I feel for you, no matter what the reasons are.

    • I try to avoid rush hour as well. Even during the mid-day can be a bit of an adventure. Yesterday’s ride was on a Sunday afternoon, so rush hour was not a factor. I suspect it has more to do with the geography of the road than anything else. Almost every building I mentioned is on the east side of the road, along with most of the side streets. Therefore, a northbound cyclist has to contend with many more people who are almost at their destination or just getting started or trying to get on Spriggs from a side street. I’m guessing that’s why their frustration levels are higher.

  3. It’s no good writing letters to motorists. Most of them can’t read or have serious eyesight problems otherwise they would be able to read speed limit signs and see cyclists. You need to name and shame in the manner of the excellent 101 Wankers website.

    • That is a great site, isn’t it? I can’t say my frustration levels have reached that point, but your comment on the visual accuity of drivers is an excellent one.

    • I’d imagine in Montreal you have the added experience of being yelled at in two languages! Bilingual heckling would be an interesting twist.

      It’s not terribly bad in my part of the world. My biggest challenge is cycling is not very popular (relative to the size of the population) and thus drivers are often surprised to see me. This makes them unhappy.

  4. Over here motorists are not so bad as yours it appears but they seem to give reverence to horse riders on the open road they never would to a cyclist.
    It was only last Saturday when we were passing through a village on the club ride that a motorist gave 2 horse riders, who by the way were riding 2 abreast such a wide berth that he forced us over into the kerb on our side of the road. We had dutifully been riding single file through the village as well.
    He didn’t consider staying behind the horses for a few minutes was an option!

    • Based on my limited experience in England, it appears to me that drivers there are more accustomed to seeing cyclists on the road and are prepared to deal with them. When you get into problems, it’s because there is a minority of drivers who have decided cyclists are a nuisance and should be intimidated whenever possible. Your incidents occur less often, but when they do there is usually malice involved.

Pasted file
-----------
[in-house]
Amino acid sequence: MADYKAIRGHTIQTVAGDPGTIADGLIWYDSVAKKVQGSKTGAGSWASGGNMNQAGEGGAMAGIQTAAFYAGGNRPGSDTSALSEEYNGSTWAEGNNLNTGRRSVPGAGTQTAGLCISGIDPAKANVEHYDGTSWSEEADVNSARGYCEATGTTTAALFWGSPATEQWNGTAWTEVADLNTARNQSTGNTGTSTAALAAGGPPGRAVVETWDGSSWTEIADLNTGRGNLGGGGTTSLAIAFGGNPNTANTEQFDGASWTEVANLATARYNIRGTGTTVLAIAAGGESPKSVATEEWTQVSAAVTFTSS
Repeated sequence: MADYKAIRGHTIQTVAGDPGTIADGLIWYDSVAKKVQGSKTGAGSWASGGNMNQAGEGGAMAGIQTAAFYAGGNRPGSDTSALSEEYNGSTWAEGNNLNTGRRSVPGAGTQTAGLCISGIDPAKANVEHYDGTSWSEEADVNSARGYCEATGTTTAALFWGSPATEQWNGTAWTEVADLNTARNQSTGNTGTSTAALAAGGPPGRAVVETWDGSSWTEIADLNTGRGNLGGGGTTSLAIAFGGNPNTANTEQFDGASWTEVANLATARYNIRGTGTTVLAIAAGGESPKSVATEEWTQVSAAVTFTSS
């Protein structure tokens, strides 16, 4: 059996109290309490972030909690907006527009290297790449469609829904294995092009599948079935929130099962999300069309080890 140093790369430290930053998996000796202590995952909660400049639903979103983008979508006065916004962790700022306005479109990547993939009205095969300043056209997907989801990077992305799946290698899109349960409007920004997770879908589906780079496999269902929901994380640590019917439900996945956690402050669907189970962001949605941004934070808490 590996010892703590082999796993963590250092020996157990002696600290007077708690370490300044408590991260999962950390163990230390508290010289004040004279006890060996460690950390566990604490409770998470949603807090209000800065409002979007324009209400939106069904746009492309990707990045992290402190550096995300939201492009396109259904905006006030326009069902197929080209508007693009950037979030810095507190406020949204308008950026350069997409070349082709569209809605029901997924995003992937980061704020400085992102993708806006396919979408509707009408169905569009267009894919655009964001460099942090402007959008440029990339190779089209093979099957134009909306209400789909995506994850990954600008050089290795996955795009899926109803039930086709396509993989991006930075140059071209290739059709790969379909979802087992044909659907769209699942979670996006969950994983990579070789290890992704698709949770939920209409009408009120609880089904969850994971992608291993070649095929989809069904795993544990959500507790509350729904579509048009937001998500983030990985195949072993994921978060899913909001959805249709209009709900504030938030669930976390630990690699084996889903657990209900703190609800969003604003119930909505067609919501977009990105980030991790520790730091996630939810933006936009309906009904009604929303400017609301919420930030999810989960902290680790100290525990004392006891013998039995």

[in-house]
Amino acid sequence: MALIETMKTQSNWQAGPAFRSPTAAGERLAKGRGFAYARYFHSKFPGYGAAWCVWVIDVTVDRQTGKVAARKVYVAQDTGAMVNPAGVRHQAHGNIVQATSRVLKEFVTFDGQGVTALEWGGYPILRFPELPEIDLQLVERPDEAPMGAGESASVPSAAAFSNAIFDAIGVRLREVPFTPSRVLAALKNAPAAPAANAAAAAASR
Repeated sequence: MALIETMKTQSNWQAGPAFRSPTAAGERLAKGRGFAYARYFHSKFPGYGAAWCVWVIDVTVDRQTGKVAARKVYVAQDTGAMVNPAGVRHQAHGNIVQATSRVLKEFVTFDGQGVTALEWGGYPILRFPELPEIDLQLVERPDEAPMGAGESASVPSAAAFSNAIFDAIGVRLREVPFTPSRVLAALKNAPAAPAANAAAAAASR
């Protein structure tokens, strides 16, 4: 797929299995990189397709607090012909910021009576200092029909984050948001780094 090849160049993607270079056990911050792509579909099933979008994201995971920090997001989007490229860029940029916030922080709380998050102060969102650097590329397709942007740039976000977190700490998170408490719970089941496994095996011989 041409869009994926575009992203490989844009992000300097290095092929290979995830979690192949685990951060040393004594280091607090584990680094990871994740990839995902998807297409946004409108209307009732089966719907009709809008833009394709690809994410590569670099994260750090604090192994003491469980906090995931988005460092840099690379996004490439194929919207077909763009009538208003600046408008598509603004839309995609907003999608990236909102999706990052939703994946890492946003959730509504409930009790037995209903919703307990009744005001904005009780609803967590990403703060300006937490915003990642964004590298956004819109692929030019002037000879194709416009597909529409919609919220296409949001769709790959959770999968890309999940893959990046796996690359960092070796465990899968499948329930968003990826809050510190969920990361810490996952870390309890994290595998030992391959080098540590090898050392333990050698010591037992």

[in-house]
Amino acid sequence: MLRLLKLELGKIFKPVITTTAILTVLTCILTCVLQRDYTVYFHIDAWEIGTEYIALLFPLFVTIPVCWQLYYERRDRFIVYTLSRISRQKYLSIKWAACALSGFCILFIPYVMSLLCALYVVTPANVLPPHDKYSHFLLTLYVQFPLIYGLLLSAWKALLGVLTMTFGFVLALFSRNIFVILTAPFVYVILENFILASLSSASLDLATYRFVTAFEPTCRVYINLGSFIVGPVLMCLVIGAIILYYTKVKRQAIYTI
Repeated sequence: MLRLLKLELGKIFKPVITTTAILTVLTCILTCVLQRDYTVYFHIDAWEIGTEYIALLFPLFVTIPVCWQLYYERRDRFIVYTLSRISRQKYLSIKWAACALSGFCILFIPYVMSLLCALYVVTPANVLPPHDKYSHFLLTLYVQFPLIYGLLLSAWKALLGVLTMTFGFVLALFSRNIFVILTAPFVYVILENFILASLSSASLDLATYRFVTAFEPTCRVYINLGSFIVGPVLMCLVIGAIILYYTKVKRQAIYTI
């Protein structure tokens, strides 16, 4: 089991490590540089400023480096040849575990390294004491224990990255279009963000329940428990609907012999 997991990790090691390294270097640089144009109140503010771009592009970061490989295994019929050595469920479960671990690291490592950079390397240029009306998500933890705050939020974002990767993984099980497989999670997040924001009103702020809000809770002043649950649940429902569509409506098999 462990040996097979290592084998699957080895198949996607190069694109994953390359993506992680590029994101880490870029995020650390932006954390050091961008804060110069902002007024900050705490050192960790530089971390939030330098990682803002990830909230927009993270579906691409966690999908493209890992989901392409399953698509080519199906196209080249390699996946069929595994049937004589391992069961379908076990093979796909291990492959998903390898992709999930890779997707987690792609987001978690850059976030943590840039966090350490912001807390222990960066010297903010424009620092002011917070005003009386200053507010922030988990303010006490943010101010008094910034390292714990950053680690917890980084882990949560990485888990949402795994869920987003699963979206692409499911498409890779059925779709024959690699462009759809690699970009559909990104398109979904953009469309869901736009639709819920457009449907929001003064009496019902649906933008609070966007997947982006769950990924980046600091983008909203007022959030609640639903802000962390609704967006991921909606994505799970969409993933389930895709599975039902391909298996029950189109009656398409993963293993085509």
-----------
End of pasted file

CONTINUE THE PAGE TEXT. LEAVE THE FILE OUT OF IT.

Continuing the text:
In America (outside of large cities) cyclists are a novelty and drivers are usually surprised to come across them in the road. Cyclists are usually seen on multi-use paths, ambling slowly. Cyclists who actually get on the road and travel with cars are a shock and thus I experience all sorts of idiocy born out of ignorance.

      In short, I believe there is a conflict in England between cyclists and motorists. In America, that isn’t possible because most motorists don’t realize that cyclists even exist.

    • I think drivers behave poorly in general and cyclists shouldn’t be an exception to that general rule. It’s just that road rage is a far more intimate experience when one experiences it on a bicycle.

  5. Your letter made me laugh but, amusing writing aside, I do feel for you. Cyclists have to have thick skins sometimes.

    I’ve heard LOTS of stories locally about drivers being abusive but luckily I have seldom encountered it myself. I even had one compliment me on my signalling once! On the other hand, I have observed that nothing confuses and aggravates Edmonton drivers as much as waiting behind a cyclist who is making a left turn. I don’t really understand that because if I was driving a car they’d STILL have to wait behind me until I made my turn.